3 Ways to Stop Passively Learning and Start Actively Learning!

I can’t tell you how many students say something like this during our first tutoring session together, “I have been studying for months and months, and I haven’t seen any improvement. I’ve studied every single MCAT resource out there and am simply not improving.” As the session goes on, and I have the chance to quiz them on a few key MCAT concepts, I quickly come to realize that the student has learned a lot of stuff, but they don’t truly, deeply understand it. I have found that these students, despite all their hard work and effort, are not making progress because they are stuck in habits of passive learning. Passive learning is when you simply skim over information without actually engaging with it. When these students start actively learning, engaging with the material in a way that is meaningful and leads to true understanding, their scores start to steadily improving. In this MCAT Study Tip, I want to share with you three ways that you can start engaging in true active learning:

  1. Have a goal in mind as you study content. While watching videos or reading content review books, your goal is not to simply hear or see the information. Your goal is to search through all the information that they are throwing at you for key concepts that you think you will forget before test day. And when you find a key concept, you need to STOP! Seriously, pause the video or put down the book! Don’t just think to yourself, “Oh yah, that makes sense,” and then continue on. That would be like finding gold and then leaving it right where you found it! You need to pick up that precious content and put it where it belongs — in your brain!
  2. Translate what you learned into everyday language. Now, that you’ve found that precious concept, you need to engage with it in some way, and the very best way to engage with it is to put it into your own words. When writing notes, too many students simply copy down what they heard or read word for word. This is a very bad idea because you are not engaging with the material in a way that’s meaningful. So, how do you put it into your own words? Here’s my favorite exercise — pretend like you are teaching that concept to a 6-year-old. For instance, if you had to teach the photoelectric effect to a 6-year-old, you would not be able to use fancy lingo like “kinetic energy” or “photon.” You’d have to use simple words like “energy” and “light.” By translating these high-level terms into simple, understandable ones, you are engaging with the material in the most meaningful way possible.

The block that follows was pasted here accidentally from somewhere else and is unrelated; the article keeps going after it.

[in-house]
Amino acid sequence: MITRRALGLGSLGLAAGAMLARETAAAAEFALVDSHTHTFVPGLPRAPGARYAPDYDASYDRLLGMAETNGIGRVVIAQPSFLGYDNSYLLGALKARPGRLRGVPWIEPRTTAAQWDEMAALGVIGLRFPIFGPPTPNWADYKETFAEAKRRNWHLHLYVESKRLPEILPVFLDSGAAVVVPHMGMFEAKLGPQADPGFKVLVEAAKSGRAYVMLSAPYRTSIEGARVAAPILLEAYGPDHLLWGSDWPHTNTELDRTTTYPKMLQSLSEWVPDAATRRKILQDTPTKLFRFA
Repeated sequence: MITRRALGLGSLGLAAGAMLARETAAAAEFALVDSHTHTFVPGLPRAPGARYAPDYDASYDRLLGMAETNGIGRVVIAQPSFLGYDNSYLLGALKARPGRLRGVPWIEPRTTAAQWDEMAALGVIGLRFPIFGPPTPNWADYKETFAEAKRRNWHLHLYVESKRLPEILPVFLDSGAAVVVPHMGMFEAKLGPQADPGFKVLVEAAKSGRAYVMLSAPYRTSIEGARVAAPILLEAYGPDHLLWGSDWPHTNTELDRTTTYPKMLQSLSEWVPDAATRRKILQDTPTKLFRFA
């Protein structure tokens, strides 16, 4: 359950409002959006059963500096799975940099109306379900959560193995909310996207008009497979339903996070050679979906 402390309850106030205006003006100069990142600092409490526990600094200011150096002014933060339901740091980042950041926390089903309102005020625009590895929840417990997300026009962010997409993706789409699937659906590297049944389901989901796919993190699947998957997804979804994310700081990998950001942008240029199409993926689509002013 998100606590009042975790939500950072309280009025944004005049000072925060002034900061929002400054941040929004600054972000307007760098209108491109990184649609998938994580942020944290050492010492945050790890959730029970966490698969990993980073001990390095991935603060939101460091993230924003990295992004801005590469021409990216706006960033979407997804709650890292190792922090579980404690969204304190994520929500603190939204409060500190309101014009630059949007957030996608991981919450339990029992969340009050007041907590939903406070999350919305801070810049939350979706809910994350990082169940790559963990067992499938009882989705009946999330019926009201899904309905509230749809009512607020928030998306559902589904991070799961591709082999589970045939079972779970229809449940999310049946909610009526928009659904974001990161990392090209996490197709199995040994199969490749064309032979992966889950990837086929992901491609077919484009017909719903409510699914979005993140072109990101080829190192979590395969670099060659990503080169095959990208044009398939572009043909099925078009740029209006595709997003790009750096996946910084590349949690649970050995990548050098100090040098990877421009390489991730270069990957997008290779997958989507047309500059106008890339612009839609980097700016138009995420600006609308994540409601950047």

3. Hold on to what you learned by converting it into a testable format. If you simply write down what you are learning in a notebook, you are setting yourself up for failure when it comes time to thoroughly review your notes. Why? Because skimming notes is a passive learning activity! During your final month of MCAT studying (what I call “MCAT Bootcamp”), you should thoroughly review every single concept that you studied during the content review phase of your studying. If you waste your final month on passive learning via the skimming of notes, you are setting yourself up for sure and definite disaster when test day comes. To take full advantage of this final (and most important) period of studying, you need to have notes in a format that allows you to quiz yourself. My preferred format for this is high-quality flashcards with a question on the front, and your simple “6-year-old-worthy” explanation on the back. When MCAT Bootcamp arrives, you won’t have any regrets about the time you spent making flashcards.

Following these tips sounds easy, but it can be terribly tempting to simply continue watching or reading, when you really need to stop and take the time to truly learn. Why waste hours and hours learning passively when you can make every minute count by engaging in active learning? Your MCAT score will thank you.

I hope you enjoyed this MCAT Study Tip, and if you have any questions, please feel free to reach out. I am here to help!

Warm regards,

Andrew  George

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